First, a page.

WITH so much press coverage of the West Country, my heart leapt at the redress promised by Clive Aslet’s piece on the county Betjeman really loved (August 17). This fillip was short-lived. Mr Aslet revealed Betjeman’s eastern spiritual home was Norfolk, when it has, in fact, been accepted as Lincolnshire—land of his maternal ancestors. His hero Tennyson left Lincolnshire, but Betjeman became a regular visitor—often setting out on church crawls and towncentre inspections from the house of his friend Henry Thorold, author of the county’s Shell Guide.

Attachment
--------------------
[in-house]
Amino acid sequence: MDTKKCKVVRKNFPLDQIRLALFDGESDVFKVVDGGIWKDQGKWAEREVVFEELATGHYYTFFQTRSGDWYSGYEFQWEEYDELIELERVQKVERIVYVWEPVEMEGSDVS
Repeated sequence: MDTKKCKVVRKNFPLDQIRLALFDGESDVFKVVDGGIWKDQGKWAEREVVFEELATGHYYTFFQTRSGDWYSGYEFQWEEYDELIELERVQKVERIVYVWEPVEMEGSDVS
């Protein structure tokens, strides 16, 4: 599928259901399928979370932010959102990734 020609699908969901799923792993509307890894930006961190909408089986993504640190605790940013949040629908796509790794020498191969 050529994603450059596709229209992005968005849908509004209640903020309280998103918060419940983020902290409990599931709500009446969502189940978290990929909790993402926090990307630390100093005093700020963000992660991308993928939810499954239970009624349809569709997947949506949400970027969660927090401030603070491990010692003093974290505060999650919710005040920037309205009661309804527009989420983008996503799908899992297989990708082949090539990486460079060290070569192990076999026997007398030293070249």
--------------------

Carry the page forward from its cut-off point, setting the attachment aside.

Betjeman loved Lincolnshire, because ‘it is so unobtrusively beautiful’ and ‘little has changed’. He celebrated its placenames in poems, but all this seems trumped by his delight at the sign ‘To Mavis Enderby and Old Bolingbroke’ near the National Trust’s Tattershall Castle(right), which, when he saw it, bore the crudely inscribed footnote: ‘The Gift of a Son.’ Simon Chesters Thompson, Lincolnshire